Best in Class: Baillie Gifford Japan Trust

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“Progress in Japan is rarely simple. Some areas jump ahead, others a little behind. His businesses sometimes struggle with dynamic change.

I like a good quote and this one from Matthew Brett, director of Baillie Gifford Japan Trust, really drives home the challenges of investing in the region.

The Japanese were hailed as one of the masters of modern capitalism in the 1980s. On December 29, 1989, the Nikkei 225 reached a record high of 38,957 – it did not exceed 30,000 again until February 2021.

We know the backstory: Seeking to control inflation, the Bank of Japan raised interbank lending rates sharply in late 1989. The unintended effect was the bursting of the bubble, causing the collapse of stock and asset prices – pessimists would say the bubble is still there. deflate today.

Since then, the discussion has been about when Japanese equities will once again become an attractive option for investors. Take last year, for example, when global stocks returned 23% to investors, Japanese stocks fell 5%.

Find value

But could Japan offer value in the current inflationary climate? There are reasons for optimism, not least because Japan’s earnings growth and general improvements in cash flow generation – driven by innovation, productivity and capital efficiency – are not are not reflected in valuations relative to other regions over the past decade.

Rising rates could also be attractive for cyclical stocks in the manufacturing, auto and technology sectors.

Japan is also accustomed to operating in an environment of sluggish consumer demand, an aging population and prime land use. The technology, manufacturing and healthcare sectors have all thrived in this environment and are well positioned to export their businesses overseas at a time when a number of these trends are becoming global issues.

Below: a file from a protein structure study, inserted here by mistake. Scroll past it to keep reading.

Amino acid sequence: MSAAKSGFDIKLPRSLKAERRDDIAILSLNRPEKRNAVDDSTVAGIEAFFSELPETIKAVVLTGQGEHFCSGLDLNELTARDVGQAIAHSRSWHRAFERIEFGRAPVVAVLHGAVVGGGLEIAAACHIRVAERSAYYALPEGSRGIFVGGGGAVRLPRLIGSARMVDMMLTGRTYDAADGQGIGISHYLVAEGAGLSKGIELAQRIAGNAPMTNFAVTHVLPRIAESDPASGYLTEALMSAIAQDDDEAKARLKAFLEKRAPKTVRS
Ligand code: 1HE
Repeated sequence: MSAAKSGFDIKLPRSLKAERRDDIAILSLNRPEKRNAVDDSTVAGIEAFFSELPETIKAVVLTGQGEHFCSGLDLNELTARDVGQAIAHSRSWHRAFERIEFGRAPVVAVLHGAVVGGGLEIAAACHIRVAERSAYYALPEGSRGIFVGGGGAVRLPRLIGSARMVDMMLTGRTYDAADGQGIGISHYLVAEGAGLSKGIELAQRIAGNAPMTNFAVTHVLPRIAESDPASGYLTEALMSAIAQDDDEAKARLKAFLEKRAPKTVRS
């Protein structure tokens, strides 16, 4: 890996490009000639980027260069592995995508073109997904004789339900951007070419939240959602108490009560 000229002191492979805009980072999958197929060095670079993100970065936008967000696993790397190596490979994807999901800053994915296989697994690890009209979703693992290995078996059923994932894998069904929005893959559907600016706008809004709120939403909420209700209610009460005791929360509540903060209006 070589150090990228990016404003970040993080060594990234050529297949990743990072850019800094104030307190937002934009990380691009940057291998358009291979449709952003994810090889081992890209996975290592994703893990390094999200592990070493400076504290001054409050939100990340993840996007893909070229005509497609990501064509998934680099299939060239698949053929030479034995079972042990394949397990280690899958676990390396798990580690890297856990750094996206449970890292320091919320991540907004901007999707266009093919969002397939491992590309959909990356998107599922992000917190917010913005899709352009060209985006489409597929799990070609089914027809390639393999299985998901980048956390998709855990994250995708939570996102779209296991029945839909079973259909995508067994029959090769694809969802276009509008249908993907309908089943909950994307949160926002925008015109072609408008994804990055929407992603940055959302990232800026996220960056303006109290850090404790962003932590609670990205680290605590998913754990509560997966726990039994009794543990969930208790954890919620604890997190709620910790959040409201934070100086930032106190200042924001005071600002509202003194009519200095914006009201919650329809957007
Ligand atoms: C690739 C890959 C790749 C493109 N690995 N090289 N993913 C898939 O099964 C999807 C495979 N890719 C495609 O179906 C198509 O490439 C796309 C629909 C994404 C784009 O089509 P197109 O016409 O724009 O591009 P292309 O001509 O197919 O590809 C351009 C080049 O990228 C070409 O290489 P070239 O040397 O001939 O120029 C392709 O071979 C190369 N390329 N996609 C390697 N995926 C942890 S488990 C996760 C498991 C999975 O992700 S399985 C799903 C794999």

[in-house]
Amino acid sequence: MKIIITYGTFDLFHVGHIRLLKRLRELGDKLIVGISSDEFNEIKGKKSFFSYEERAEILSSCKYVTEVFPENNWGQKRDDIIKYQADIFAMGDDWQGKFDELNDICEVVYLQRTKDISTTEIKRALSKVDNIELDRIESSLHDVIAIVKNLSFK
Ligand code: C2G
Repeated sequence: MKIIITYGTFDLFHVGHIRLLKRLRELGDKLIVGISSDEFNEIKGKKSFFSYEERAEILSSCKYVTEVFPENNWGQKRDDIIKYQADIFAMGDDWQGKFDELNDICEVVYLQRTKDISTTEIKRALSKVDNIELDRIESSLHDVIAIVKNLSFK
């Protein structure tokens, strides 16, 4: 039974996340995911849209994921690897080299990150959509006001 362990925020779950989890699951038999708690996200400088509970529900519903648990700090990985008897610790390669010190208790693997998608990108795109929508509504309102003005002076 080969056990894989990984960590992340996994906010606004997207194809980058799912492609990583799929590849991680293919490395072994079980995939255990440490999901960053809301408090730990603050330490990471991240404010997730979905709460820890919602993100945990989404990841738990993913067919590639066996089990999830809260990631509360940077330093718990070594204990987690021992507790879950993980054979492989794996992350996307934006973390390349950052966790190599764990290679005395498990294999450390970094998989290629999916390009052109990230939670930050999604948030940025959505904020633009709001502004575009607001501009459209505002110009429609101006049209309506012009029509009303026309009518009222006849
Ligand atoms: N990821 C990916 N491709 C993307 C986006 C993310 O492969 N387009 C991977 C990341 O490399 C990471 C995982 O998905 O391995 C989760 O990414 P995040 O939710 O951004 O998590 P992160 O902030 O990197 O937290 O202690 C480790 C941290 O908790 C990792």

Ultimately, Japan is a great hub for stock pickers, and this week’s trust has over 40 years of experience delivering for its clients. The Baillie Gifford Japan Trust is headed by the aforementioned Brett, with Praveen Kumar as deputy.

The trust aims to provide capital growth by investing primarily in Japanese small and medium-sized enterprises, which offer exceptional growth opportunities with sustainable business models.

Management

Brett has led the trust since April 2018 and is effectively supported by the market-leading Japanese investment team at Baillie Gifford. Each member is responsible for researching businesses in particular industries and generating new ideas. These sector responsibilities change regularly to ensure that the outlook remains fresh.

The investment team seeks to identify well-managed companies with a strong competitive advantage, which are not overvalued. The research process is designed to ensure that each team member’s best ideas are included in the portfolio, rather than a “lowest common denominator” approach, which can result from team investing.

The trust will typically consist of 40 to 70 stocks, which are believed to have above average growth prospects. The team takes a long-term approach, with each stake typically held for five years. No position may exceed 5% of the portfolio at the time of purchase.

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